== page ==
Saturday, September 15, 2012

Plutarch's Secrets

As usual, in reading Plutarch this year, I’m enjoying the political stories and pondering his analysis of the morals of his subjects, but above all struck by the intriguing tangential remarks he makes about seemingly random details. Plutarch’s enormous compendium of biographies seems to be mostly about battles and stratagems, whether in the assembly or on the field. But at times he actually seems more interested in religion, philosophy, astronomy, and the arts. Truth be told, I often get confused in Plutarch’s long stories about military campaigns and end up rushing through the play-by-play, only to slow down during the color commentary. Much of the problem in the battlefield narratives comes down to pronouns. When one army is attacking another and Plutarch refers to each in rapid alternation, the pronoun “they” doesn’t clarify which army is the subject of the clause. And yet Plutarch resorts to pronouns routinely. The problem may be one of translation; I know Latin has different pronouns for the more recently named subject and the more remotely mentioned, and perhaps Greek does as well. The Latin forms work like our “the former” and “the latter,” although they’re rarely translated that way. In any case, I don’t worry too much about catching all the details in these action-packed passages, mostly looking instead for the other topics; since they happen to be among my strongest interests as well, I naturally feel an affinity with Plutarch and suppose that he enjoyed a secret love for them.

The little references to his secret loves come up fairly regularly, one or two in every biography. In his story of Nicias, the Athenian general blamed for disaster in Sicily during the Peloponnesian War, Plutarch mentions a lunar eclipse that frightened the Greeks, and he takes the opportunity to go over a brief history of the science of eclipses. “Even ordinary people,” he says, knew that solar eclipses came about when the moon moved in front of the sun, but the cause of lunar eclipses remained a mystery among the general public. Anaxagoras had learned the truth but was keeping it a secret because of the bad reputation natural philosophers held at his time. The problem, says Plutarch, is that by giving natural explanations for phenomena in the skies, they seemed to deny divine agency. He credits Plato for establishing the good name of science by subordinating material explanations to first principles in divine providence. It seems obvious to me. “Ordinary people” deal with proximate and remote causes everyday: the ball went over the fence because of the motion imparted to it by contact with a swinging bat, but the bat swung because a batter decided to swing it, and he swung the bat because a pitcher delivered the ball to the plate. If western civilization had not lost the wisdom of Plato and Plutarch about the compatibility of material and divine causes, discussion between science and theology over the last two-hundred years or so might have been less heated and more fruitful .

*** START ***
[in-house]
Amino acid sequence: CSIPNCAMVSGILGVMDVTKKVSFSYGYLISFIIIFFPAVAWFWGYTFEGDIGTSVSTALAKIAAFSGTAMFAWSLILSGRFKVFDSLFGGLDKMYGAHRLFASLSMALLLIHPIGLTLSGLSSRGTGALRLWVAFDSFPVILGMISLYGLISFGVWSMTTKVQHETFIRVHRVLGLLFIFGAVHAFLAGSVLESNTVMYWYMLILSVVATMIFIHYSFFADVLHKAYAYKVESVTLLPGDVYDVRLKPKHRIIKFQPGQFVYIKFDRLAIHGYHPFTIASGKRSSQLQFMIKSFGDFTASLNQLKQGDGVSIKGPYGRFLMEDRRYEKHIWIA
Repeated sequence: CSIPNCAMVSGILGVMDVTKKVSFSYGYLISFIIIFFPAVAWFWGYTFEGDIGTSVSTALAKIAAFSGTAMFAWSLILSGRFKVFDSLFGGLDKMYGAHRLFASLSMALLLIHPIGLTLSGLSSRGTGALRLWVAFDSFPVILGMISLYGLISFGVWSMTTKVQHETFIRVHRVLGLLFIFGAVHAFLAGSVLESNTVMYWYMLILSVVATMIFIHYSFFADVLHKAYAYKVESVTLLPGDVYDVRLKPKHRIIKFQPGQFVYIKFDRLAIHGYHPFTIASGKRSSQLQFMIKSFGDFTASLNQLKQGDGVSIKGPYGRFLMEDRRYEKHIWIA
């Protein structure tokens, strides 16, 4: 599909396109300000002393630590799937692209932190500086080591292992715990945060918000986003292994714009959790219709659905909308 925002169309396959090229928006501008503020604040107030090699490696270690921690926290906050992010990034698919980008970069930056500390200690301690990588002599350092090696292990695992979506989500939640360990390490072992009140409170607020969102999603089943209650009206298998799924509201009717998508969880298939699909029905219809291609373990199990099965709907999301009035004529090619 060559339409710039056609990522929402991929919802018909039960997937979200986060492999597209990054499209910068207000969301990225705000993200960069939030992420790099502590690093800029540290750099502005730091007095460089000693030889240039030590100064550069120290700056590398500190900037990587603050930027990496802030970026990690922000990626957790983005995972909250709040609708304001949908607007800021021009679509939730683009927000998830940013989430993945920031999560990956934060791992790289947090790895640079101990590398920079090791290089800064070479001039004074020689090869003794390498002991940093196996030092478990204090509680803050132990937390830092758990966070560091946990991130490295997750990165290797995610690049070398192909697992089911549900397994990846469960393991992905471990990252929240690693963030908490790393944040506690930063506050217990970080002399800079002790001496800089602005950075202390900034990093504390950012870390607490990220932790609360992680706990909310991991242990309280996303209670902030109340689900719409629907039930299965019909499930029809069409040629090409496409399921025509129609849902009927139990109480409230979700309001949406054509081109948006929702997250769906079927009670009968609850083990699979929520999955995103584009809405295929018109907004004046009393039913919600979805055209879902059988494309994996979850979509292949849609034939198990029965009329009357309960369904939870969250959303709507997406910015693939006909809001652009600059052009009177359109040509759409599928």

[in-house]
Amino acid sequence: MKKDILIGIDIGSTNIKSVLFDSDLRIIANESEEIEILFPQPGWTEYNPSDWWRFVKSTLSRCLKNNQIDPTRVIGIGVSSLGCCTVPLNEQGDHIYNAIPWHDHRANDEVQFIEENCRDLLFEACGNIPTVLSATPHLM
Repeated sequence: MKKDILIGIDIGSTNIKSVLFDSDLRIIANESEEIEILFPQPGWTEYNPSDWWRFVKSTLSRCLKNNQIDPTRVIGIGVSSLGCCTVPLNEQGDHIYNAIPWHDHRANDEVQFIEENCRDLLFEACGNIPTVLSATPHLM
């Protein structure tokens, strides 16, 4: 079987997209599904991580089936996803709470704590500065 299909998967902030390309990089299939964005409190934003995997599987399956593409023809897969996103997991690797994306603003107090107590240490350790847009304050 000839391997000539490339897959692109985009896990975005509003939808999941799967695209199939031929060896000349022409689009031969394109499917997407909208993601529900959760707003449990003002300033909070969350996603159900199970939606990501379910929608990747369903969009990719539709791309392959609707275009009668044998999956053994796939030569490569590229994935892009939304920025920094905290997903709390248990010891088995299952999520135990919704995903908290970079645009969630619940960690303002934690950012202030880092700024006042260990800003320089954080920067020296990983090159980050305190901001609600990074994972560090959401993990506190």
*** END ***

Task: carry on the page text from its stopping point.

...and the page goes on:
A few pages later, Plutarch tells a delightful story about slave traders who gave preferential treatment to prisoners who could quote Euripides. I immediately remembered William Shatner once sharing with Johnny Carson that several former POWs of the Viet Cong told him they had kept their sanity among insane conditions by reenacting scenes from Star Trek. Stories in which the arts act as antidotes to the madness of war are worth slowing down to savor.

In his life of Crassus, Plutarch says that the Parthians were right to beat drums to frighten the enemy since “of all the senses, hearing most confounds and disorders us.” True? The bagpipe and the rebel yell on the battlefield and the creaky door in the haunted house movie provide persuasive examples. It’s a cliche of popular film analysis that Williams’s two-note theme frightened people more than the appearance of the shark. Are the violin shrieks of Psycho more disturbing than the picture of Janet Leigh’s scream or of the blood flowing down the drain?

A final example for today: in the comparison of Nicias and Crassus, Plutarch makes this observation:
One scrupulously observed, the other entirely slighted the arts of divination; and as both equally perished [in military disasters], it is difficult to see what inference we should draw.
Plutarch’s curtness seems to suggest a touch of irony. He may not have had any trouble at all drawing the inference about the effectiveness of divination, but maybe like Anaxagoras, he shrewdly kept his conclusion a secret.

No comments:

Post a Comment